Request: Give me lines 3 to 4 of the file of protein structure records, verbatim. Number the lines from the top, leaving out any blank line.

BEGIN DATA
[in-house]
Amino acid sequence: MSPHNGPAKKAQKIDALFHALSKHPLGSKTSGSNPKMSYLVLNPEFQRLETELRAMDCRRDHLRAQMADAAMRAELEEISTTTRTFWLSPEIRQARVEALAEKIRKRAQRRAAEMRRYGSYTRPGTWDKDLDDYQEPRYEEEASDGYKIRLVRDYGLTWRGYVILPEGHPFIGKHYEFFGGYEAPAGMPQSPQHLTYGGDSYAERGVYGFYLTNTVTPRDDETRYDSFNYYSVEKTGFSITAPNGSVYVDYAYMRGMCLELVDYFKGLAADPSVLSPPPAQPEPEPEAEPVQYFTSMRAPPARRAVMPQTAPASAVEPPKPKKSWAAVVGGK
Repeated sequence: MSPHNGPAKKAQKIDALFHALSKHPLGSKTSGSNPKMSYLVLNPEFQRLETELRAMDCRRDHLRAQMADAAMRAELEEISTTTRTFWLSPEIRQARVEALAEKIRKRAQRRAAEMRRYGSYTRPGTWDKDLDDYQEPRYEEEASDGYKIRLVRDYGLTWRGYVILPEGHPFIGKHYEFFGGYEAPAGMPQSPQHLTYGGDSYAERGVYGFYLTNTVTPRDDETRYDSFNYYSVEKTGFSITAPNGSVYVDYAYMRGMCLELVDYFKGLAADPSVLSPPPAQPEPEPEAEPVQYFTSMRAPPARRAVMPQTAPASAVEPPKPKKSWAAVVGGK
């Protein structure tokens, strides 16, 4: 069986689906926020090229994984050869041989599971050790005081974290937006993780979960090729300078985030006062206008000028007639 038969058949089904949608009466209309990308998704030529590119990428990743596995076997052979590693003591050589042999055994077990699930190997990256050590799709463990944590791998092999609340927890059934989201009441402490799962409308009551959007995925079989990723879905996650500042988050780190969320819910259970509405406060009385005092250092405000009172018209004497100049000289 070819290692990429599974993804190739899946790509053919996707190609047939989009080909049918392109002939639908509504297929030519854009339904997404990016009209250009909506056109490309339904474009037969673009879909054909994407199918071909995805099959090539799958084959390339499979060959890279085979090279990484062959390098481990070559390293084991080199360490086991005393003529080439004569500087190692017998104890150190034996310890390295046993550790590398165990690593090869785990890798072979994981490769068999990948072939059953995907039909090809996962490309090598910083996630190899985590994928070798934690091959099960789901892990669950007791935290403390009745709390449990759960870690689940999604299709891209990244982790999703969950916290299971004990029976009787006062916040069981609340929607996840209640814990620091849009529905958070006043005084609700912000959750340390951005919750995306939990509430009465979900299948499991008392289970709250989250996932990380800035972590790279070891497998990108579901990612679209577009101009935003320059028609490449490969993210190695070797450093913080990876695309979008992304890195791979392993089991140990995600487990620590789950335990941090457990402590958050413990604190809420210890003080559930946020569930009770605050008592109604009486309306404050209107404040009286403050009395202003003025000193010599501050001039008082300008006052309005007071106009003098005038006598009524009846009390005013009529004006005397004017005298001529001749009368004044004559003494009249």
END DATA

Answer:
Repeated sequence: MSPHNGPAKKAQKIDALFHALSKHPLGSKTSGSNPKMSYLVLNPEFQRLETELRAMDCRRDHLRAQMADAAMRAELEEISTTTRTFWLSPEIRQARVEALAEKIRKRAQRRAAEMRRYGSYTRPGTWDKDLDDYQEPRYEEEASDGYKIRLVRDYGLTWRGYVILPEGHPFIGKHYEFFGGYEAPAGMPQSPQHLTYGGDSYAERGVYGFYLTNTVTPRDDETRYDSFNYYSVEKTGFSITAPNGSVYVDYAYMRGMCLELVDYFKGLAADPSVLSPPPAQPEPEPEAEPVQYFTSMRAPPARRAVMPQTAPASAVEPPKPKKSWAAVVGGK
């Protein structure tokens, strides 16, 4: 069986689906926020090229994984050869041989599971050790005081974290937006993780979960090729300078985030006062206008000028007639 038969058949089904949608009466209309990308998704030529590119990428990743596995076997052979590693003591050589042999055994077990699930190997990256050590799709463990944590791998092999609340927890059934989201009441402490799962409308009551959007995925079989990723879905996650500042988050780190969320819910259970509405406060009385005092250092405000009172018209004497100049000289 070819290692990429599974993804190739899946790509053919996707190609047939989009080909049918392109002939639908509504297929030519854009339904997404990016009209250009909506056109490309339904474009037969673009879909054909994407199918071909995805099959090539799958084959390339499979060959890279085979090279990484062959390098481990070559390293084991080199360490086991005393003529080439004569500087190692017998104890150190034996310890390295046993550790590398165990690593090869785990890798072979994981490769068999990948072939059953995907039909090809996962490309090598910083996630190899985590994928070798934690091959099960789901892990669950007791935290403390009745709390449990759960870690689940999604299709891209990244982790999703969950916290299971004990029976009787006062916040069981609340929607996840209640814990620091849009529905958070006043005084609700912000959750340390951005919750995306939990509430009465979900299948499991008392289970709250989250996932990380800035972590790279070891497998990108579901990612679209577009101009935003320059028609490449490969993210190695070797450093913080990876695309979008992304890195791979392993089991140990995600487990620590789950335990941090457990402590958050413990604190809420210890003080559930946020569930009770605050008592109604009486309306404050209107404040009286403050009395202003003025000193010599501050001039008082300008006052309005007071106009003098005038006598009524009846009390005013009529004006005397004017005298001529001749009368004044004559003494009249």